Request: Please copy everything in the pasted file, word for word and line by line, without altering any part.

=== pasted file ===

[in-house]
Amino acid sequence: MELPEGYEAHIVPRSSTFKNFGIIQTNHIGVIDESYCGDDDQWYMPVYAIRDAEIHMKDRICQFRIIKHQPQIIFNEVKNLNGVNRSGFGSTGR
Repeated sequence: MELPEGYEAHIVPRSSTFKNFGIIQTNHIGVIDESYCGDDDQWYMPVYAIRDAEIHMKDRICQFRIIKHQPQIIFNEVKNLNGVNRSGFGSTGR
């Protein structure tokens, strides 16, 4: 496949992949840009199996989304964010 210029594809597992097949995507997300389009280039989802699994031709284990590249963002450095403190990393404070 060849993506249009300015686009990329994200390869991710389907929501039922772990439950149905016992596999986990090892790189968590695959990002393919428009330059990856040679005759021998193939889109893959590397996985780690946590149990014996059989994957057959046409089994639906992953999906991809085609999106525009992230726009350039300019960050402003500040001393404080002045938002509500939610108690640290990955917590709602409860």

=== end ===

[in-house]
Amino acid sequence: MELPEGYEAHIVPRSSTFKNFGIIQTNHIGVIDESYCGDDDQWYMPVYAIRDAEIHMKDRICQFRIIKHQPQIIFNEVKNLNGVNRSGFGSTGR
Repeated sequence: MELPEGYEAHIVPRSSTFKNFGIIQTNHIGVIDESYCGDDDQWYMPVYAIRDAEIHMKDRICQFRIIKHQPQIIFNEVKNLNGVNRSGFGSTGR
């Protein structure tokens, strides 16, 4: 496949992949840009199996989304964010 210029594809597992097949995507997300389009280039989802699994031709284990590249963002450095403190990393404070 060849993506249009300015686009990329994200390869991710389907929501039922772990439950149905016992596999986990090892790189968590695959990002393919428009330059990856040679005759021998193939889109893959590397996985780690946590149990014996059989994957057959046409089994639906992953999906991809085609999106525009992230726009350039300019960050402003500040001393404080002045938002509500939610108690640290990955917590709602409860």